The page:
Figure 5: Method of using CRISPR/Cas9. First, the gRNA is synthesised and added to Cas9. When the PAM sequence has been found and the gRNA finds its match, a DSB is introduced, which can lead to a number of consequences. These include the insertion or deletion of a specific sequence (Adjusted from Addgene, n.d.).

Immediately after CRISPR/Cas9 was identified as a possible tool for gene editing, the power of this technique was recognised. The major advantage of this system is that a single protein, Cas9, does the work that many subunits of ZFNs do (Belhaij, et al., 2013). Cas9 is therefore much simpler in terms of usage. Additionally, by giving Cas9 a specific sequence of gRNA, researchers can very easily target a sequence and incorporate a new one meant for insertion. The cell can then deploy HR mechanisms to allow for a knock-in, i.e., the insertion of a specified sequence (Belhaj et al., 2013).

Over the last decade, CRISPR/Cas9 has caused a revolution in gene editing. Consequently, the Nobel Prize for Chemistry was awarded to Doudna and Charpentier, the founders of CRISPR technology, in 2020. Interestingly, Doudna saw this revolution coming, which is why, in her 2015 TED talk, she tried to bring out a message to the general public regarding the ethical questions that gene editing, and CRISPR/Cas specifically, evoke (Doudna, 2015). Similarly, another scientist who pioneered the CRISPR technique, Michael Willes, is very clear in an interview he gave in 2016 (Cohen, 2016). He emphasised that the revolutionising aspect of this technique is the ease with which it is deployed, to a point where "any idiot can do it” (Cohen, 2016). Furthermore, CRISPR is not only easier to use or more reliable, but it is also significantly cheaper than its alternatives (Cohen, 2016). Though certain skills and knowledge are still required for the synthesis of gRNA, among others, any scientist somewhat familiar with the field now has the means to edit a genome.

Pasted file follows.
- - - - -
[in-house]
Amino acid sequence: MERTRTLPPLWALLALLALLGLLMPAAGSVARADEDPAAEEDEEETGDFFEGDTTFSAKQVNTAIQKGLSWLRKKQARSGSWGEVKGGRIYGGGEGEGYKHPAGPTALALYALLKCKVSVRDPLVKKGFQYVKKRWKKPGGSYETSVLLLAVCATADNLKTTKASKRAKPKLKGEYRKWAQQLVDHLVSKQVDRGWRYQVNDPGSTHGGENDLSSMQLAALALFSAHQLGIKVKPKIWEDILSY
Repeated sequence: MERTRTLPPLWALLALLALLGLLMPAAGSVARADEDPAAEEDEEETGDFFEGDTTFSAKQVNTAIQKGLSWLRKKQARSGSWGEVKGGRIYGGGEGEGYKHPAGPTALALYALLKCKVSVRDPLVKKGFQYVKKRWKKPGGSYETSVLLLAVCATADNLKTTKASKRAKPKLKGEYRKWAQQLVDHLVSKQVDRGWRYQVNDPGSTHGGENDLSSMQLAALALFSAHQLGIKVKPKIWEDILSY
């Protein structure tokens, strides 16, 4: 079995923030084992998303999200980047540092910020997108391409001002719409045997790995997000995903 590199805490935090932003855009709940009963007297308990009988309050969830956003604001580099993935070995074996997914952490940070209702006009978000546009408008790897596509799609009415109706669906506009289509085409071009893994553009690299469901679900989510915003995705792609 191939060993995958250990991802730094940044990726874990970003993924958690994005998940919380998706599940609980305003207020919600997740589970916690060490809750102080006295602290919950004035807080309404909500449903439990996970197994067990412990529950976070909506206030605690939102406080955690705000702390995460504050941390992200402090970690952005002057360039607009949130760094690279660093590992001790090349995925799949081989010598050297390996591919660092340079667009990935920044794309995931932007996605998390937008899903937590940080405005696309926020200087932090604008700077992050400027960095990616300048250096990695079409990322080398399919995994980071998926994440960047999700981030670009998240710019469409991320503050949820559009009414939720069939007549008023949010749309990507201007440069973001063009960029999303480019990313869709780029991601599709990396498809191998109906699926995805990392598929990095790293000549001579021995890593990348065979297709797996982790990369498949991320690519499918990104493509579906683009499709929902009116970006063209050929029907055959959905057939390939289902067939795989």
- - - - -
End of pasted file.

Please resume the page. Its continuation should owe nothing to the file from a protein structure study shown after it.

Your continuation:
Figure 6: The number of publications per year using the PubMed search term ‘CRISPR Cas9’, showing the rapid development of CRISPR technology in the past decade (Harrison & Hart, 2018).

For the first time, humankind is able to manipulate practically any genetic information with incredible precision and efficiency (Doudna, 2015). The discovery of CRISPR/Cas9 further allows research to edit genomes in a cheap and easy manner. By implementing a specific RNA sequence, Cas9 can be led to target virtually any piece of DNA. In contrast to earlier gene editing techniques, CRISPR/Cas9 only requires the manipulation of a single protein, which is precisely what makes this technique so easy to use. Because the CRISPR era is still young, the field is still developing. Various technical issues, e.g., off-target effects (Listgarten et al., 2018), still require robust research and improvement, not to mention the emergence of increasing ethical concerns. The applications of gene editing, as well as its development in political and ethical fields, will be discussed in future articles of this 101 Series.